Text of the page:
Reserve Bank of India (RBI) Deputy Governor HR Khan informed that the central bank was assessing whether the liquidity deficit in the banking system was temporary or structural.
As an evident of tightness in liquidity, banks borrow around Rs 95,075 crore through RBI’s daily liquidity adjustment facility and this is much higher than RBI’s comfort zone of +/-1 per cent of net demand and time liabilities (NDTL).
One of the reasons for the tightness in liquidity is the substantially high cash balance kept by government with the central bank.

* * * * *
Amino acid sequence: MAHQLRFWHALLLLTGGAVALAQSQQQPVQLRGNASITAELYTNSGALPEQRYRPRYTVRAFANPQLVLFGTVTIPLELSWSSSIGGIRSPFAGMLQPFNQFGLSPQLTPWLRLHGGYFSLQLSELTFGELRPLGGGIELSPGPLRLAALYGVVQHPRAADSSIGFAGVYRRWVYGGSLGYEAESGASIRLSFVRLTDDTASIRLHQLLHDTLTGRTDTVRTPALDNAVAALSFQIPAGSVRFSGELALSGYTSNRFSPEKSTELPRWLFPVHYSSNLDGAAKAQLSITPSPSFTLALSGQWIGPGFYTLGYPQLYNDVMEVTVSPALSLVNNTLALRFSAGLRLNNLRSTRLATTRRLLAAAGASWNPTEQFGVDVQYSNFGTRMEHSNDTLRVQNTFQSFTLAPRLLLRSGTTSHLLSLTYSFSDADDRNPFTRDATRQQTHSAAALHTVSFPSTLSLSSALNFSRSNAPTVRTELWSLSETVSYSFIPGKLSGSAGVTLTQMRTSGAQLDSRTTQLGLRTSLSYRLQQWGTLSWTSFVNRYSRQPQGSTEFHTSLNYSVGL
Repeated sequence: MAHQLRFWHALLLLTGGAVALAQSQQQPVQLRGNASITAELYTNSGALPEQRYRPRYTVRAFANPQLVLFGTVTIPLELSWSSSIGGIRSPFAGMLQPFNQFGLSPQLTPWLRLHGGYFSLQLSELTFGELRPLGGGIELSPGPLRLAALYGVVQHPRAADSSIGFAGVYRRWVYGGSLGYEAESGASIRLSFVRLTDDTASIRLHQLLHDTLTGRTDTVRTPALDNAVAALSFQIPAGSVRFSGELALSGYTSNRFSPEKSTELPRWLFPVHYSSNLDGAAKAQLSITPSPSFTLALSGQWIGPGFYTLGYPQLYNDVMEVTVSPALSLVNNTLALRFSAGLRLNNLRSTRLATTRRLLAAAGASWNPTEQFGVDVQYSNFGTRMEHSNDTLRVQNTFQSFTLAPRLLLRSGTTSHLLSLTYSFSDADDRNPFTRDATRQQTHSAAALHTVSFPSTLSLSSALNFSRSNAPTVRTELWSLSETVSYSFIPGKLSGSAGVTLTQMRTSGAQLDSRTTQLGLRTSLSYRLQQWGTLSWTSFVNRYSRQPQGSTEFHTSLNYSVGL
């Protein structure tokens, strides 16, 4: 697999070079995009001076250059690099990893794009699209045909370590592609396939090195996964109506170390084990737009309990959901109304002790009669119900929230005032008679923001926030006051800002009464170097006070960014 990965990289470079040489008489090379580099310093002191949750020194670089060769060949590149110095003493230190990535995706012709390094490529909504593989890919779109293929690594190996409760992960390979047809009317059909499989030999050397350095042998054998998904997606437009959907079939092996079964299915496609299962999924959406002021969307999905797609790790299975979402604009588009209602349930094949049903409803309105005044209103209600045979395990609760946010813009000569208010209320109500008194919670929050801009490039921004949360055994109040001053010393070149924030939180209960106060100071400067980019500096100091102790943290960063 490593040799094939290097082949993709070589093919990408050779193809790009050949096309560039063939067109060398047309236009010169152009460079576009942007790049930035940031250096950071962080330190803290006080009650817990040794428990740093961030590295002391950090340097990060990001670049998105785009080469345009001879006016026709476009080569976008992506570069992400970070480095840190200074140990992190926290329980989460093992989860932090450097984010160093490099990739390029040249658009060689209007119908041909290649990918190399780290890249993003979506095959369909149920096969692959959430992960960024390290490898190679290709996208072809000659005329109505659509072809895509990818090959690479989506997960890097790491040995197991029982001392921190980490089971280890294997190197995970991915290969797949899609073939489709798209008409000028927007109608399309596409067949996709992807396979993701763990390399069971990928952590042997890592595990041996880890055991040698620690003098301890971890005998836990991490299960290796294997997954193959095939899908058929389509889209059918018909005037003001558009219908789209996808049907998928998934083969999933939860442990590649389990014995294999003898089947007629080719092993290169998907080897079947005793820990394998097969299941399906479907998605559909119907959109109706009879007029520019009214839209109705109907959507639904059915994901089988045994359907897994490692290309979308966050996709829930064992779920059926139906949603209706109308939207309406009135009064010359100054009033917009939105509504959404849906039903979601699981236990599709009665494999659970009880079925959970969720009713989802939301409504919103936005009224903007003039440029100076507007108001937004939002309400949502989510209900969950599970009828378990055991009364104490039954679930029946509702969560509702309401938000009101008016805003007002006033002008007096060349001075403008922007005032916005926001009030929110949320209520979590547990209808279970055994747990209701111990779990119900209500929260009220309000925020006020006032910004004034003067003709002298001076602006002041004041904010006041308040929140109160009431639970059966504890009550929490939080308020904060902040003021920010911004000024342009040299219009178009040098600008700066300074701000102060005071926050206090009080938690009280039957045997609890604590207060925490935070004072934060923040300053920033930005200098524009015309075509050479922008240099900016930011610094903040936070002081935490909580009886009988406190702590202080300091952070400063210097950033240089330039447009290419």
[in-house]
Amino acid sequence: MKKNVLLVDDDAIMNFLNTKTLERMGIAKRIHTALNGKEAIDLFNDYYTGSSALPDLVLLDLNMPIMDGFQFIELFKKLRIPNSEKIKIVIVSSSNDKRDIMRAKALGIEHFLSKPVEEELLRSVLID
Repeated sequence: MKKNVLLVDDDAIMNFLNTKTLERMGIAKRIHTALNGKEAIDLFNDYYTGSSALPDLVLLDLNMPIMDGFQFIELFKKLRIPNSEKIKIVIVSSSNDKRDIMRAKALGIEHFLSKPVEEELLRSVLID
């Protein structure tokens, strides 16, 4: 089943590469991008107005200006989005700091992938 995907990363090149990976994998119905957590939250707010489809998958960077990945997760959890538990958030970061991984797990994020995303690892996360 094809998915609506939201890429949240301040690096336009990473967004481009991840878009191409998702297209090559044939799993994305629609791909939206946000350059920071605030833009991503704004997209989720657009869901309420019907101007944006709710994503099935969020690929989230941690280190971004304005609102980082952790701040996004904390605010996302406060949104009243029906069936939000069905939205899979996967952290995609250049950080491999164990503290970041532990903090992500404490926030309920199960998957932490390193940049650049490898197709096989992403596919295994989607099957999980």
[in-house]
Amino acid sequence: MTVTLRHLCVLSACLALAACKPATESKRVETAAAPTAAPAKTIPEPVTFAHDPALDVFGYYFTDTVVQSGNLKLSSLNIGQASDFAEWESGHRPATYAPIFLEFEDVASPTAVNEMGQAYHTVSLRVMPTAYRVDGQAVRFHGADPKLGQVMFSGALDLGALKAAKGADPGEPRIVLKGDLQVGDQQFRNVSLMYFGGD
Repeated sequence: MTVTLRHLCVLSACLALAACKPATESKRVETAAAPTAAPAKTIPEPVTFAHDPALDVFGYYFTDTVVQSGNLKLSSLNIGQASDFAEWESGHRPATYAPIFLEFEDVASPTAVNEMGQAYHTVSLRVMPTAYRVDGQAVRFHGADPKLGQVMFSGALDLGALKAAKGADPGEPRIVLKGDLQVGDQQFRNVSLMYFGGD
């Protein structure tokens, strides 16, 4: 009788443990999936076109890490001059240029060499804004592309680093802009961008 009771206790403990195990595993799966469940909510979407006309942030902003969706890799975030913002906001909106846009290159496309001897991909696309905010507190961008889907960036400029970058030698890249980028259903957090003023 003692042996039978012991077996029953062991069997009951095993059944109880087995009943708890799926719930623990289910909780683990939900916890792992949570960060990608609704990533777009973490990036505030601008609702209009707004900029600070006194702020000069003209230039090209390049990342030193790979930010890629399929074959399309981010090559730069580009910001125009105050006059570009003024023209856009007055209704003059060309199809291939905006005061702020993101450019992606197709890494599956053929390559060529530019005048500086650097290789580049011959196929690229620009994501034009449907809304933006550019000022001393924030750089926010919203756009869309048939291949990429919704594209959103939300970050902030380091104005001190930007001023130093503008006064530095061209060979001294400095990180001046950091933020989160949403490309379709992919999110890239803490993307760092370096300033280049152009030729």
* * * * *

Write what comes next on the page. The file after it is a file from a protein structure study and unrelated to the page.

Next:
So far this financial year, RBI has conducted just one OMO, held earlier this month — against the notified amount of Rs 10,000 crore, it bought Rs 9,658-crore government securities.
In the May 3 annual monetary policy review, RBI didn’t cut the cash reserve ratio, or CRR (the amount of funds banks have to keep with RBI as cash); currently, it stands at four per cent of banks’ NDTL. RBI had cut CRR by 75 basis points in 2012-13.
In a conference call early this month, RBI Governor D Subbarao had said RBI wanted to maintain the liquidity situation in the deficit mode, as this was consistent with RBI’s overall stance.